Yeah, what is Koutoujian’s strategy? He is up on TV now, with what I think it a pretty bad ad. Decent substance, horrible style. Is he going to saturate the airwaves and mail in the next two weeks. Seems like it would be smarter to lay some groundwork earlier and then hammer at the end. With his name recognition and fundraising, there’s no way he shouldn’t be leading by a good margin now.

          It seems that waiting for the last two weeks to advertise is a risky move. And saving much at all for the primary makes no sense in this race and district.

          • groundwork

            The groundwork Peter has laid has been in voter contact across the district. As for waiting for the last two weeks to advertise, to me it makes the most sense because CD5 voters are finally starting to listen and be engaged in the race. I don’t know why the campaign strategy will be going forward, except for a fierce GOTV plan. I trust that Doug Rubin knows how to run a winning campaign.

          • Staff

            From what I can tell, Koutoujian has been spending his money on staff and field, which makes a lot of sense. I think he’s a very, very strong candidate.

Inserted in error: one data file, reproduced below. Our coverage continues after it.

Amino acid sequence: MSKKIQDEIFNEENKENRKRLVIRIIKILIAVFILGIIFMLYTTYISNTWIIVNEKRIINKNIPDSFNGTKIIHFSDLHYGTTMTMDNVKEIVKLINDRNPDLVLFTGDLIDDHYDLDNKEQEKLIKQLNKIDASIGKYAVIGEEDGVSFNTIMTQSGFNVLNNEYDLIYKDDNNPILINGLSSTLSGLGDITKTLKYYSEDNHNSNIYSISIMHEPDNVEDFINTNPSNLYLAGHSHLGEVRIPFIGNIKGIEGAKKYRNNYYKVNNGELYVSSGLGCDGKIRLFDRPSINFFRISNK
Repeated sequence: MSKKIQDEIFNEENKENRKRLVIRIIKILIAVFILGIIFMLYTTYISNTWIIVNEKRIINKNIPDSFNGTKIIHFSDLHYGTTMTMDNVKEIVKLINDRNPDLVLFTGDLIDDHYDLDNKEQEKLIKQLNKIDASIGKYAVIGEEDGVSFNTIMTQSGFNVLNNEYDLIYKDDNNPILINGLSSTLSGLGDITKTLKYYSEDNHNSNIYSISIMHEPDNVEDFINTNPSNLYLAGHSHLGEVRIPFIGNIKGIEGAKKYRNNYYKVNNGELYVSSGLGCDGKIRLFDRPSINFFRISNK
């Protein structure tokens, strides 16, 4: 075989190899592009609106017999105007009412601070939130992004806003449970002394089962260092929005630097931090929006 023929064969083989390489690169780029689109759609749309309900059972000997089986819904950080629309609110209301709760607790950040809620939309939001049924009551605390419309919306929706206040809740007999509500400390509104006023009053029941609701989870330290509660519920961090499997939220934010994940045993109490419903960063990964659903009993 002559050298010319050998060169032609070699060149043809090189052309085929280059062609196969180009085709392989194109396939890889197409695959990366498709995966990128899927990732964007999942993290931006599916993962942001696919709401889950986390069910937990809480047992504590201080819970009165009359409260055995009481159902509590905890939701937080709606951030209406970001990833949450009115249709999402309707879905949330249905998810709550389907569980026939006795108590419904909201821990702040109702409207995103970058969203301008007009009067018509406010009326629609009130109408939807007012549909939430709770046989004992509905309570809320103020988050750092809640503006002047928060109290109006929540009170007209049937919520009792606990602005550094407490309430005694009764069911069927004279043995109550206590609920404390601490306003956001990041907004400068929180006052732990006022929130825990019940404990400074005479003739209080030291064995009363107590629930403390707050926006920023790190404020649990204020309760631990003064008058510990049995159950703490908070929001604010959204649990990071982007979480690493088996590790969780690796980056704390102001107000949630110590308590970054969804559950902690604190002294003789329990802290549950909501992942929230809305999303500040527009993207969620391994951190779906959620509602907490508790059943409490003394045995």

His mail is also really good. It’s not flashy, like other candidates. It’s basically bullet points neatly designed. It’s not garish — but it is simple and minimalist. It looks…townie. And I bet a lot of people like that. You look at his mail next to Clark’s or even Sciortino’s and you assume they have more money than he does. Clark’s mail looks DC, Koutoujian’s looks Woburn townie, Sciortino’s looks progressive upstart.

        • Primary/general

          Can’t remember where, but I saw a report somewhere saying that the vast majority of all candidates’ money is available to spend in the primary. Which certainly makes sense – nobody expects that the general is going to be much of a contest.